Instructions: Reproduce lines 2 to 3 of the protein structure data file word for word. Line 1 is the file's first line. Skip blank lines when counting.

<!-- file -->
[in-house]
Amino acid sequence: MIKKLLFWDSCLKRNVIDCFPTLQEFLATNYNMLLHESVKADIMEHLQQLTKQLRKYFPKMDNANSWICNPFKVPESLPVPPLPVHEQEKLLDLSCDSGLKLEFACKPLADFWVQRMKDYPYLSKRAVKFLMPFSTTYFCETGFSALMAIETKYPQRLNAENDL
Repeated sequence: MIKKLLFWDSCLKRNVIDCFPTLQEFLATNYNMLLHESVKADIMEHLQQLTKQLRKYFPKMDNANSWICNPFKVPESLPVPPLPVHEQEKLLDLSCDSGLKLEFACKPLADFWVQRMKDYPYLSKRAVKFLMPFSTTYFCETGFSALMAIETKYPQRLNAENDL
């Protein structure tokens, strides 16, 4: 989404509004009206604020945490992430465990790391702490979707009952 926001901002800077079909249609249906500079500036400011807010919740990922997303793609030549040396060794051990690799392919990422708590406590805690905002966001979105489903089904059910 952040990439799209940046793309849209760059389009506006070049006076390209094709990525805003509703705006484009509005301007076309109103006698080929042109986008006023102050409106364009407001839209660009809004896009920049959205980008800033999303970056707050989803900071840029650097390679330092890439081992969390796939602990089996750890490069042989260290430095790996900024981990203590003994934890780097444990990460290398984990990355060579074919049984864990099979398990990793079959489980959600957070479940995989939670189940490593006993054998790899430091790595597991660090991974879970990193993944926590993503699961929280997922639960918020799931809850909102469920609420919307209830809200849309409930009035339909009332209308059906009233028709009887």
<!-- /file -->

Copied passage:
Amino acid sequence: MIKKLLFWDSCLKRNVIDCFPTLQEFLATNYNMLLHESVKADIMEHLQQLTKQLRKYFPKMDNANSWICNPFKVPESLPVPPLPVHEQEKLLDLSCDSGLKLEFACKPLADFWVQRMKDYPYLSKRAVKFLMPFSTTYFCETGFSALMAIETKYPQRLNAENDL
Repeated sequence: MIKKLLFWDSCLKRNVIDCFPTLQEFLATNYNMLLHESVKADIMEHLQQLTKQLRKYFPKMDNANSWICNPFKVPESLPVPPLPVHEQEKLLDLSCDSGLKLEFACKPLADFWVQRMKDYPYLSKRAVKFLMPFSTTYFCETGFSALMAIETKYPQRLNAENDL